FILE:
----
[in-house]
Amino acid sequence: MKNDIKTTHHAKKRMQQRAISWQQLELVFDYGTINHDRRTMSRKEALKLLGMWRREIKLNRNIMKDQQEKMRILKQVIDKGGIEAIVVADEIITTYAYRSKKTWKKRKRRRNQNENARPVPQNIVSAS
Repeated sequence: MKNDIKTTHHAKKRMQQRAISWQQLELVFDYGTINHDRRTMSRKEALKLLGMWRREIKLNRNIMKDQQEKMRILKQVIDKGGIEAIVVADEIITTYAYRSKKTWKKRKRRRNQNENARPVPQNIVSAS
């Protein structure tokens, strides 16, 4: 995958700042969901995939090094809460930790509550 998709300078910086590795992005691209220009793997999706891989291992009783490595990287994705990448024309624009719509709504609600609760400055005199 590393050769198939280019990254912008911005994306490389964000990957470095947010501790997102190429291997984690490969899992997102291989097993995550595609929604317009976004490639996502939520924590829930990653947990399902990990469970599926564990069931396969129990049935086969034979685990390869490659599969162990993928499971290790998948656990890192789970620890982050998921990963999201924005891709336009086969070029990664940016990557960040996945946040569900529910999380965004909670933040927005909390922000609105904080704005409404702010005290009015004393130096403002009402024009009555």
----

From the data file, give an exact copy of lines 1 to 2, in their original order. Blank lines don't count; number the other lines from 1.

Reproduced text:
[in-house]
Amino acid sequence: MKNDIKTTHHAKKRMQQRAISWQQLELVFDYGTINHDRRTMSRKEALKLLGMWRREIKLNRNIMKDQQEKMRILKQVIDKGGIEAIVVADEIITTYAYRSKKTWKKRKRRRNQNENARPVPQNIVSAS